• Re: (Score:2, Insightful)

          by Anonymous Coward

          Except in the video, you see they are using a simple blank card. So the ID cards where not from the government in the first place.

          The detection equipment is probably build and bought by private companies, so fooling these also do not involve the government either.

        • Re:Be careful... (Score:4, Insightful)

          by Thiez (1281866) on Thursday October 02, 2008 @08:06AM (#25231323)

          The card they use in the video doesn't appear to be a real passport, only the chip (that may or may not have been removed from a password). Even if what they did is illegal, I would be extremely suprised if anyone involved were to end up in prison, although they may be fined, especially if they got the chip out of a real passport (like you suggested).

      • Re:Be careful... (Score:4, Insightful)

        by EasyTarget (43516) on Thursday October 02, 2008 @07:48AM (#25231227) Journal

        Unfortunately the current mob in (sort of ) charge here are right up the illiberal-fuck brigade's arse.

        When it was recently demonstrated that the new national travelcard is broken (Mifare [computerworld.com]) the response was a typical mixture of outrage, damming everybody as criminal, and refusing to accept that people with science degrees are a darn sight smarter than the bunch of PR/MBA wankers who fell for the Mifare sales spin.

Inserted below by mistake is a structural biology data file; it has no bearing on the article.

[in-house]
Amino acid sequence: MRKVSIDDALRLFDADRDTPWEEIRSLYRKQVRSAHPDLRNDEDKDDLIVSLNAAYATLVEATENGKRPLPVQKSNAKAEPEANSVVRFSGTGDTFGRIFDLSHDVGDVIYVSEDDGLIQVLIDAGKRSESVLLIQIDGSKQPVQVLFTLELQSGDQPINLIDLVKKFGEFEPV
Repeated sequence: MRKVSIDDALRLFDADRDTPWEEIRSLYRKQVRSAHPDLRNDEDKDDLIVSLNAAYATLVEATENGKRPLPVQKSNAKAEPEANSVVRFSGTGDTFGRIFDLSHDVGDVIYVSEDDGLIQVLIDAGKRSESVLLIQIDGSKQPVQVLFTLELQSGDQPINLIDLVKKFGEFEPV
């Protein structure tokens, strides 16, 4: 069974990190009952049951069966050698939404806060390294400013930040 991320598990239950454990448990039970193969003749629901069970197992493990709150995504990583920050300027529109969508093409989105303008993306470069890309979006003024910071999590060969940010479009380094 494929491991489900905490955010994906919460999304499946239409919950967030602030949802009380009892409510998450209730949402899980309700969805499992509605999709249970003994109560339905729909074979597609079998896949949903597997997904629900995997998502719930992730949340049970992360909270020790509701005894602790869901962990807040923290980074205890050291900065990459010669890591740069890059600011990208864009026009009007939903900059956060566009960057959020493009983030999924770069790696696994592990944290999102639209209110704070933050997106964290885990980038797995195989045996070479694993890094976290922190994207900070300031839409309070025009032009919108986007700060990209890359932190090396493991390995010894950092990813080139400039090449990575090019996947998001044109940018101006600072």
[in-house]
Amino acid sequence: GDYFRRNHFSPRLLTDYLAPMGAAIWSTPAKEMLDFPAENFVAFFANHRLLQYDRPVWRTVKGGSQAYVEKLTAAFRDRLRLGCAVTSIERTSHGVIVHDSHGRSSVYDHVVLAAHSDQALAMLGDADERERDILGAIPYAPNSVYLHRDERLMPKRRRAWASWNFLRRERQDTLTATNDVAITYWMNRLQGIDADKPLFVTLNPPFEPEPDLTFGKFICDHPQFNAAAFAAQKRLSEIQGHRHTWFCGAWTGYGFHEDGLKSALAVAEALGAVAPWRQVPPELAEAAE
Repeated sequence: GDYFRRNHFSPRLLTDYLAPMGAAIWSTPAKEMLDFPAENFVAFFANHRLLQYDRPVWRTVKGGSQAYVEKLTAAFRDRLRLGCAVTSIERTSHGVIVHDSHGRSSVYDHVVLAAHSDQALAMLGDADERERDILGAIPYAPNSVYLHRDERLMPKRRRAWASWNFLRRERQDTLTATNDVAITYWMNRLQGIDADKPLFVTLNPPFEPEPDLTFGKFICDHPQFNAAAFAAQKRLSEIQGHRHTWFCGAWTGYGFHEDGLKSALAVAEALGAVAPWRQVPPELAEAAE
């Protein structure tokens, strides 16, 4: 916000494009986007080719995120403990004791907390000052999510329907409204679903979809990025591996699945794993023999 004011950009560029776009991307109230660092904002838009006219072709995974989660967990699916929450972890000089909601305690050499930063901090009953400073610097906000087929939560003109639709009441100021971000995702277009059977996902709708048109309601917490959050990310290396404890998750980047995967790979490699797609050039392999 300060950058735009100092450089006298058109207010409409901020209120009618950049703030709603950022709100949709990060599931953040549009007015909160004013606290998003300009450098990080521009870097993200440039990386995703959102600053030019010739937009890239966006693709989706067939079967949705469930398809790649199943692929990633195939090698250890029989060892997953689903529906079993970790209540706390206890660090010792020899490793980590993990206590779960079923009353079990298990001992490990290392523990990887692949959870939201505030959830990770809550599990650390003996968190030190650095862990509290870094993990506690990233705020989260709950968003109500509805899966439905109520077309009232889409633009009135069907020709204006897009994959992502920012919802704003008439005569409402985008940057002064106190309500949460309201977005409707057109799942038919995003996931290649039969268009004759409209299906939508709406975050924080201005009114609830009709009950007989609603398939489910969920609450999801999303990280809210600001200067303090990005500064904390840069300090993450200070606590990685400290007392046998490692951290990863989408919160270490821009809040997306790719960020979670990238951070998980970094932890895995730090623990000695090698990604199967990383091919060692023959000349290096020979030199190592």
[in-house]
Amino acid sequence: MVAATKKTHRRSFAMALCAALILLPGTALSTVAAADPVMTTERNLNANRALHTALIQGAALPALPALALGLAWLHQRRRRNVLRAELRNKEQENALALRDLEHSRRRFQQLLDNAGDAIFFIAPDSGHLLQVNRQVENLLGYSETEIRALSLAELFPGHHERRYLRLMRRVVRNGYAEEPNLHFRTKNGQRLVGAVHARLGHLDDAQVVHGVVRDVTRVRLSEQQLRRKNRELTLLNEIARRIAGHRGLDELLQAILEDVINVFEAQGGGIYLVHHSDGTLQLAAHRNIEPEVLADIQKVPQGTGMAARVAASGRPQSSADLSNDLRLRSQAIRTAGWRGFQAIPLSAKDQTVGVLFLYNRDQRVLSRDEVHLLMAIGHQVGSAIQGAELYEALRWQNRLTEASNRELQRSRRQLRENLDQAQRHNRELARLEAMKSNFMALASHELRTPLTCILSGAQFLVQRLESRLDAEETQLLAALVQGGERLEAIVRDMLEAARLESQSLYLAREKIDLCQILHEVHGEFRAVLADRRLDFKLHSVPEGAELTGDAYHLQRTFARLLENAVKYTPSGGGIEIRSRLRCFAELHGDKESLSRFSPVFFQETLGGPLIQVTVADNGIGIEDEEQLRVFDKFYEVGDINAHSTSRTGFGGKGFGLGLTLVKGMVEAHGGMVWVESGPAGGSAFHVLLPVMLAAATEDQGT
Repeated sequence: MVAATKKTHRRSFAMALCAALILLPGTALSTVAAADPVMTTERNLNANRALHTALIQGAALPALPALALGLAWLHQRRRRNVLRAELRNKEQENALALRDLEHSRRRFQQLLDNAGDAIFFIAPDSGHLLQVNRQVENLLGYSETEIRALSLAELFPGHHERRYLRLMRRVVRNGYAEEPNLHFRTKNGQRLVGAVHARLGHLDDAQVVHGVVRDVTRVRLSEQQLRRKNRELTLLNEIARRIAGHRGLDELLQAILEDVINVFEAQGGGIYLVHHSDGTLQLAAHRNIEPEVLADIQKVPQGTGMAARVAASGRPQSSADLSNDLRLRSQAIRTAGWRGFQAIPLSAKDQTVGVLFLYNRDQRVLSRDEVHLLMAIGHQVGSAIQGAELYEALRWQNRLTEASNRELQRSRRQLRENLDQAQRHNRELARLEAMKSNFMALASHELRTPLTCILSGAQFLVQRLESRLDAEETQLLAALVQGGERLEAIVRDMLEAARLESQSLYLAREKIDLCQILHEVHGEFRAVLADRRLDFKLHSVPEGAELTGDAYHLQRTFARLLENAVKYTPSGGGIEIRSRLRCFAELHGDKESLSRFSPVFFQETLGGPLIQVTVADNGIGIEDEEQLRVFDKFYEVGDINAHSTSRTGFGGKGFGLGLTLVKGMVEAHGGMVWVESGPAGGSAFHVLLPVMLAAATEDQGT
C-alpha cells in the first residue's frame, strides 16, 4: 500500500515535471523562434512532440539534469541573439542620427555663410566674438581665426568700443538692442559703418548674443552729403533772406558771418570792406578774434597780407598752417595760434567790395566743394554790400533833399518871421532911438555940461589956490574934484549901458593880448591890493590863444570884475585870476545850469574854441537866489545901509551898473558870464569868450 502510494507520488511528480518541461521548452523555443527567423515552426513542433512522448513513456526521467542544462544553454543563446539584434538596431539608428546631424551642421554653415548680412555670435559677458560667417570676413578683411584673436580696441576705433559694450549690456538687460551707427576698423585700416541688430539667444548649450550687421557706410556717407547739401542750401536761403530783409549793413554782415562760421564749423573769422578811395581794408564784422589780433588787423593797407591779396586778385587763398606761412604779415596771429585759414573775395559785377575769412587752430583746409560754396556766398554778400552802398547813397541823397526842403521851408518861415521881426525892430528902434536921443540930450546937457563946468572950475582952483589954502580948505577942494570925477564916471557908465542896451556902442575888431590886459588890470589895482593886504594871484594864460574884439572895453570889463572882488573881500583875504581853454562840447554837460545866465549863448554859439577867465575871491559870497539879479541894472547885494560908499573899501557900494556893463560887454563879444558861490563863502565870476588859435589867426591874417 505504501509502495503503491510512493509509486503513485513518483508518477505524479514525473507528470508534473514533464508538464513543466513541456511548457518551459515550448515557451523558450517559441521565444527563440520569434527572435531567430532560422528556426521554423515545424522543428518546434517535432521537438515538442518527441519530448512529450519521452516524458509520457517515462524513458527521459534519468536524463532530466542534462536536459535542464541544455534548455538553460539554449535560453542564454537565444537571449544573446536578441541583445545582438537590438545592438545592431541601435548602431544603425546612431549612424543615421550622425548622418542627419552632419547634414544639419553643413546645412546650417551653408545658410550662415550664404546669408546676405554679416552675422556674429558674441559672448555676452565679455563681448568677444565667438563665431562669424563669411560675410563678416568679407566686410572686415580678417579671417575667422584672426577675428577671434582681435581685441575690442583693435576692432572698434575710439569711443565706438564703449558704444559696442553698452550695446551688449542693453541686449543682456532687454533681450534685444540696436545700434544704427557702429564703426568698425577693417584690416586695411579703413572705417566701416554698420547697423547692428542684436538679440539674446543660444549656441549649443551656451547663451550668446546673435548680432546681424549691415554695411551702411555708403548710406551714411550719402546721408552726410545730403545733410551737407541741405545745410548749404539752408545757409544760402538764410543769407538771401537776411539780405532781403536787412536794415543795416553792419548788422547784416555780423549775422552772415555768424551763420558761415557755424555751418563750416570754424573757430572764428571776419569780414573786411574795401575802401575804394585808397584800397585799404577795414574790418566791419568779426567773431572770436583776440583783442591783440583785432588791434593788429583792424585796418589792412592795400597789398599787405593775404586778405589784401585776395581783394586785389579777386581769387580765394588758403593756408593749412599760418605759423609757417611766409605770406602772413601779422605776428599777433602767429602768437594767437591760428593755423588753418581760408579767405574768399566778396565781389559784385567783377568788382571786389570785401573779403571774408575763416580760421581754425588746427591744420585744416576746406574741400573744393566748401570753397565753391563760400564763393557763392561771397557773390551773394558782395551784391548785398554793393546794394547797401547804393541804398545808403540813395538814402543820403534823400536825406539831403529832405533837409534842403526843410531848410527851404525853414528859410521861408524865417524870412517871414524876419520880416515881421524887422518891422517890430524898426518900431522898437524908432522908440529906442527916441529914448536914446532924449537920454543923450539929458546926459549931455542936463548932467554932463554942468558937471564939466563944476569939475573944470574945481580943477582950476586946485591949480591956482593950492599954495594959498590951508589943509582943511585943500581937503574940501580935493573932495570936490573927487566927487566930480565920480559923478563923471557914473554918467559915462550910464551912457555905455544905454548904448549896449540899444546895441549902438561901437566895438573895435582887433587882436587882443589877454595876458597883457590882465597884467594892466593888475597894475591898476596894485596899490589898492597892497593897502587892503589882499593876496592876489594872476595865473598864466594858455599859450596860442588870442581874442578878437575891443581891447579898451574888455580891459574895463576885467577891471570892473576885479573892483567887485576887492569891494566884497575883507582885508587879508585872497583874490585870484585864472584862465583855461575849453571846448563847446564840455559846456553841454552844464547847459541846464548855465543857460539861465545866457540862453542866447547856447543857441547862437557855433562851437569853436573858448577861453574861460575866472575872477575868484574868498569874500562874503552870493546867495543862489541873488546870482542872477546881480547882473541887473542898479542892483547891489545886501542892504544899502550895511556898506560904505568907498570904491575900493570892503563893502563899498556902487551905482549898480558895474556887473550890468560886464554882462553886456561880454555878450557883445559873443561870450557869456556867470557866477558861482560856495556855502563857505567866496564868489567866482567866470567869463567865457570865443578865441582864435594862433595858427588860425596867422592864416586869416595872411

• by jacquesm (154384)

        America also doesn't own a piece of Cuba, it's leased, and the lease is disputed.

        • Possession is 9/10s of the law... and in this case the other tenth doesn't belong to the person who argues it in court with a lawyer, but to the person with the "Peacekeeper*" aimed at anybody who disagrees

          *Yeah, I know, all of the peacekeeper missiles have been decommissioned, but the point still stands

    • by cayenne8 (626475)
      "Personally, I'd be rather careful when it comes to ID fraud... Don't want to end up doing the Jailhouse Rock"

      In the US...is it actually against the law to carry fake ID? Is there a law that actually requires you to carry proper ID....?

      I mean...is it against the law, for me to identify myself as Joe Shmoe...all day long...as long as I don't actually try to commit a crime under that name or commit fraud under that name?

      I think the only time you're actually obligated to identify yourself, is to the cops i

  • by Krneki (1192201) on Thursday October 02, 2008 @05:47AM (#25230721)
    I dare anyone to fake the ID of Osama Bin Laden and try to get to the US.